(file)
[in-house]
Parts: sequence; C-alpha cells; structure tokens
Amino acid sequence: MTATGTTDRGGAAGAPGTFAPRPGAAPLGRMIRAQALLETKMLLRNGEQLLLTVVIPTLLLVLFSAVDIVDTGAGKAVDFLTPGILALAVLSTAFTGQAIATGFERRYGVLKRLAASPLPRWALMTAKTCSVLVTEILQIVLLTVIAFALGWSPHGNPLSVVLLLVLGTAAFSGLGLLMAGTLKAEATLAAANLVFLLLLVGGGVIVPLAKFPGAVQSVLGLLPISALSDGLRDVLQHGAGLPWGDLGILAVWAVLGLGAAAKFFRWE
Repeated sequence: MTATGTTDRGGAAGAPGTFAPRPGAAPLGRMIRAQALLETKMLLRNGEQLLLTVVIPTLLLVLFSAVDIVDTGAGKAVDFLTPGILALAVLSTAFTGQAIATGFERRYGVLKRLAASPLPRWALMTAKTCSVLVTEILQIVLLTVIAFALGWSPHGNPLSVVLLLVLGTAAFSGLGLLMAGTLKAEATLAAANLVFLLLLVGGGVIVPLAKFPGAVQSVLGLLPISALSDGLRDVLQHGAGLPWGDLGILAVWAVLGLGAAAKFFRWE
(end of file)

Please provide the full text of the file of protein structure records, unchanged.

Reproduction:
[in-house]
Parts: sequence; C-alpha cells; structure tokens
Amino acid sequence: MTATGTTDRGGAAGAPGTFAPRPGAAPLGRMIRAQALLETKMLLRNGEQLLLTVVIPTLLLVLFSAVDIVDTGAGKAVDFLTPGILALAVLSTAFTGQAIATGFERRYGVLKRLAASPLPRWALMTAKTCSVLVTEILQIVLLTVIAFALGWSPHGNPLSVVLLLVLGTAAFSGLGLLMAGTLKAEATLAAANLVFLLLLVGGGVIVPLAKFPGAVQSVLGLLPISALSDGLRDVLQHGAGLPWGDLGILAVWAVLGLGAAAKFFRWE
Repeated sequence: MTATGTTDRGGAAGAPGTFAPRPGAAPLGRMIRAQALLETKMLLRNGEQLLLTVVIPTLLLVLFSAVDIVDTGAGKAVDFLTPGILALAVLSTAFTGQAIATGFERRYGVLKRLAASPLPRWALMTAKTCSVLVTEILQIVLLTVIAFALGWSPHGNPLSVVLLLVLGTAAFSGLGLLMAGTLKAEATLAAANLVFLLLLVGGGVIVPLAKFPGAVQSVLGLLPISALSDGLRDVLQHGAGLPWGDLGILAVWAVLGLGAAAKFFRWE